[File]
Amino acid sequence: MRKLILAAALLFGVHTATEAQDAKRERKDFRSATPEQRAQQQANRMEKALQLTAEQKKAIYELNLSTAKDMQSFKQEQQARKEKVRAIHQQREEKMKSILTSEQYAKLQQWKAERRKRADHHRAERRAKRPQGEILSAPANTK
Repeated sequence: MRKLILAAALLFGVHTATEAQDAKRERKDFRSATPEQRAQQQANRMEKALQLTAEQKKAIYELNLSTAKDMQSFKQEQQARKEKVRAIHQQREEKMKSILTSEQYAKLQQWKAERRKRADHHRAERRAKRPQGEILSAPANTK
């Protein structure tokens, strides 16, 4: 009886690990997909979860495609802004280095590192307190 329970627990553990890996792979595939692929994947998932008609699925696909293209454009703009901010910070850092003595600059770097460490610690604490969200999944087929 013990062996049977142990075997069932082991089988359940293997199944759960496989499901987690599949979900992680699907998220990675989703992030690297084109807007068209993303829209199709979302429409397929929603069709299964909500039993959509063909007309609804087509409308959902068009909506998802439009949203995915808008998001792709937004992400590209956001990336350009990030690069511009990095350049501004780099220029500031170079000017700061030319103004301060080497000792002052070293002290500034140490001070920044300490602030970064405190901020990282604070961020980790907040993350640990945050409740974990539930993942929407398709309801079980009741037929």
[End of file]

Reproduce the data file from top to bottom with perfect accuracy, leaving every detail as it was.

Amino acid sequence: MRKLILAAALLFGVHTATEAQDAKRERKDFRSATPEQRAQQQANRMEKALQLTAEQKKAIYELNLSTAKDMQSFKQEQQARKEKVRAIHQQREEKMKSILTSEQYAKLQQWKAERRKRADHHRAERRAKRPQGEILSAPANTK
Repeated sequence: MRKLILAAALLFGVHTATEAQDAKRERKDFRSATPEQRAQQQANRMEKALQLTAEQKKAIYELNLSTAKDMQSFKQEQQARKEKVRAIHQQREEKMKSILTSEQYAKLQQWKAERRKRADHHRAERRAKRPQGEILSAPANTK
């Protein structure tokens, strides 16, 4: 009886690990997909979860495609802004280095590192307190 329970627990553990890996792979595939692929994947998932008609699925696909293209454009703009901010910070850092003595600059770097460490610690604490969200999944087929 013990062996049977142990075997069932082991089988359940293997199944759960496989499901987690599949979900992680699907998220990675989703992030690297084109807007068209993303829209199709979302429409397929929603069709299964909500039993959509063909007309609804087509409308959902068009909506998802439009949203995915808008998001792709937004992400590209956001990336350009990030690069511009990095350049501004780099220029500031170079000017700061030319103004301060080497000792002052070293002290500034140490001070920044300490602030970064405190901020990282604070961020980790907040993350640990945050409740974990539930993942929407398709309801079980009741037929």